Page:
Recommend TYLENOL® 8HR Arthritis Pain

Time-release formulation provides fast and lasting OA pain relief

  • Fast-acting, long-lasting systemic relief of minor arthritis pain—lasts up to 8 hours
  • Proven analgesic efficacy in osteoarthritis (OA)—even when inflammation is present1
  • Does not increase the risk of heart attack, heart failure, or stroke the way ibuprofen or naproxen sodium can2
  • Does not irritate the stomach the way aspirin, naproxen sodium or ibuprofen can3-6

See labeled dosages

TYLENOL®: #1 doctor-recommended brand for arthritis pain

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*When used as directed.

†In a study of older adults from the Northeast US.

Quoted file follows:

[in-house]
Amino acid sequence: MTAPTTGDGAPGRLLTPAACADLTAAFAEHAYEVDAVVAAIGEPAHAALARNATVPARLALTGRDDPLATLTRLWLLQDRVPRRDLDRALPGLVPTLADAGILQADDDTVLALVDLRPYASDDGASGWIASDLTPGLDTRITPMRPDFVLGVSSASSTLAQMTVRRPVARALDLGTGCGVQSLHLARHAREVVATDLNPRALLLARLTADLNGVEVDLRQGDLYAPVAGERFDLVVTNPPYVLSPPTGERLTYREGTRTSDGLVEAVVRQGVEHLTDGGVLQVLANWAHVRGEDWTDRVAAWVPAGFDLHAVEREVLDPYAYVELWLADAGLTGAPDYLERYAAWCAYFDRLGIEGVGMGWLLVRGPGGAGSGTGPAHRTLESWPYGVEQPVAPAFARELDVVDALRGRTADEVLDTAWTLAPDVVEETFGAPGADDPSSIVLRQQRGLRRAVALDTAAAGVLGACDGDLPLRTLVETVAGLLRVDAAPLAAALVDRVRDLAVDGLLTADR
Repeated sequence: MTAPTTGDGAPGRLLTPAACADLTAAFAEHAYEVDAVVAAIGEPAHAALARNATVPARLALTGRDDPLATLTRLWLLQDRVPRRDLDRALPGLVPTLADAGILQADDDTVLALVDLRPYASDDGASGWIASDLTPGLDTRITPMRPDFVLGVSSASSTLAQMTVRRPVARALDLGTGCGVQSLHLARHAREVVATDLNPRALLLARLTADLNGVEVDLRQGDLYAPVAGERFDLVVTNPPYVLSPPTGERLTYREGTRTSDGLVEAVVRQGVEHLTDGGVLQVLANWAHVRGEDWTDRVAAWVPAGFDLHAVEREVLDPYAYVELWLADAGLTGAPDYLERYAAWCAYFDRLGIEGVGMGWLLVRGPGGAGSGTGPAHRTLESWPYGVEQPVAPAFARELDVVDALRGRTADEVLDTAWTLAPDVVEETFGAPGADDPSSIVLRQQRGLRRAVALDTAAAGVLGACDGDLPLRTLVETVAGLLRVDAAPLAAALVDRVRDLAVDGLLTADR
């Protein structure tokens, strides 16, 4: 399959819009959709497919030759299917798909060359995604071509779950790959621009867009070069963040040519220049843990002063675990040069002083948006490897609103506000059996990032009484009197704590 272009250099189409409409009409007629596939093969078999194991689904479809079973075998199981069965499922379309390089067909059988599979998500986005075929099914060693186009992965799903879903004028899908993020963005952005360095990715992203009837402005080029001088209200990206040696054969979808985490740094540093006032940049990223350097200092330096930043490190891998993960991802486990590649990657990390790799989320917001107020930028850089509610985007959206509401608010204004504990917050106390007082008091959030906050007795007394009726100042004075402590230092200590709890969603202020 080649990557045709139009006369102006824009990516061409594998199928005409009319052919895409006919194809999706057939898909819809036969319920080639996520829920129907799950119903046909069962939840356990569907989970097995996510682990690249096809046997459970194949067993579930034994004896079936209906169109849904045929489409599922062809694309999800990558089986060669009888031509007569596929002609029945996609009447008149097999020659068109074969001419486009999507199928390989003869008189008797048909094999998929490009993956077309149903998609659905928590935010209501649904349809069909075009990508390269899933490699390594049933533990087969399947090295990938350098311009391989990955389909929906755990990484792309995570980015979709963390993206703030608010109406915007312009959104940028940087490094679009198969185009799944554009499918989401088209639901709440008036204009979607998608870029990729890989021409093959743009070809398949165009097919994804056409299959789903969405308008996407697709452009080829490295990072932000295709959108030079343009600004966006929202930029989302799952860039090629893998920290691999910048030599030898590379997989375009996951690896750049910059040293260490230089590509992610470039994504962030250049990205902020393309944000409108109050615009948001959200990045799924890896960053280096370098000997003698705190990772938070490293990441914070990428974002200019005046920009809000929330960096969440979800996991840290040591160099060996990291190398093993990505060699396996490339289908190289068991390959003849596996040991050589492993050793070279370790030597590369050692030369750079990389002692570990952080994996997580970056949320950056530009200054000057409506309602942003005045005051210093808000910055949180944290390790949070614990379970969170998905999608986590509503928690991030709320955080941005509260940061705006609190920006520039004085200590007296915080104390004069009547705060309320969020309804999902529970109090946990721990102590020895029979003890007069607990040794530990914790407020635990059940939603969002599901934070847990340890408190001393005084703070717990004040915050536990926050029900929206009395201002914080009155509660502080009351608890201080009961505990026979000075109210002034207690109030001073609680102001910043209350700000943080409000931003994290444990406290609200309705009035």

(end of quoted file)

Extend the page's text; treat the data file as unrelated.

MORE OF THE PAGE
REFERENCES: 1. Bradley JD, Brandt KD, Katz BP, Kalasinski LA, Ryan SI. Treatment of knee osteoarthritis: relationship of clinical features of joint inflammation to the response to a nonsteroidal antiinflammatory drug or pure analgesic. J Rheumatol. 1992;19(12):1950-1954. 2. FDA strengthens warning of heart attack and stroke risk for non-steroidal anti-inflammatory drugs. U.S. Food and Drug Administration. Accessed January 12, 2018. 3. Hoftiezer JW, O’Laughlin JC, Ivey KJ. Effects of 24 hours of aspirin, Bufferin, paracetamol and placebo on normal human gastroduodenal mucosa. Gut. 1982;23(8):692-697. 4. Blot WJ, McLaughlin JK. Over the counter non-steroidal anti-inflammatory drugs and risk of gastrointestinal bleeding. J Epidemiol Biostat. 2000;5(2):137-142. 5. Naproxen. National Institues of Health: US National Library of Medicine. Revised September 15, 2015. Accessed June 15, 2016. 6. Frech EJ, Go MF. Treatment and chemoprevention of NSAID-associated gastrointestinal complications. There Clin Risk Manag. 2009;5(1)65-73. 7. Bradley JD, Brandt KD, Katz BP, Kalasinski LA, Ryan SI. Comparison of an anti-inflammatory dose of ibuprofen, an analgesic dose of ibuprofen, and acetaminophen in the treatment of patients with osteoarthritis of the knee. N Engl J Med. 1991;325(2):87-91. 8. Dalton JD, Schweinle JE. Randomized controlled noninferiority trial to compare extended release acetaminophen and ibuprofen for the treatment of ankle sprains. Ann Emerg Med. 2006;48(5):615-623. 9. Qi DS, May LG, Zimmerman B, et al. A randomized, double-blind, placebo-controlled study of acetaminophen 1000 mg versus acetaminophen 650 mg for the treatment of postsurgical dental pain. Clin Ther. 2012;34(12):2247-2258. 10. American Geriatrics Society Panel on Pharmacological Management of Persistent Pain in Older Persons. Pharmacological management of persistent pain in older persons. J Am Geriatr Soc. 2009;57(8):1331-1346. 11. Temple AR, Benson GD, Zinsenheim JR, Schweinle JE. Multicenter, randomized, double-blind, active-controlled, parallel-group trial of the long-term (6-12 months) safety of acetaminophen in adult patients with osteoarthritis. Clin Ther. 2006;28(2):222-235. 12. Brander V. Changing the treatment paradigm: moving to multimodal and integrated osteoarthritis disease management. J Fam Pract. 2011:60(11):S41-S47. 13. Penninx BWJH, Messier SP, Rejeski WJ, et al. Physical exercise and the prevention of disability in activities of daily living in older persons with osteoarthritis. Arch Intern Med. 2001;161(19):2309-2316. 14. Messier SP, Gutenkunst DJ, Davis C, DeVita P. Weight loss reduces knee-joint loads in overweight and obese older adults with knew osteoarthritis. Arthritis Rheum. 2005;52(7):2026-2032. 15. Rahman MM, Kopec JA, Cibere J, Goldsmith CH, Anis AH. The relationship between osteoarthritis and cardiovascular disease in a population health survey: a cross-sectional study. BMJ Open. 2013;3(5):e002624. 18. Catella-Lawson F, Reilly MP, Kapoor SC, et al. Cyclooxygenase inhibitors and the antiplatelet effects of aspirin. N Engl J Med. 2001;345(25):1809-1817.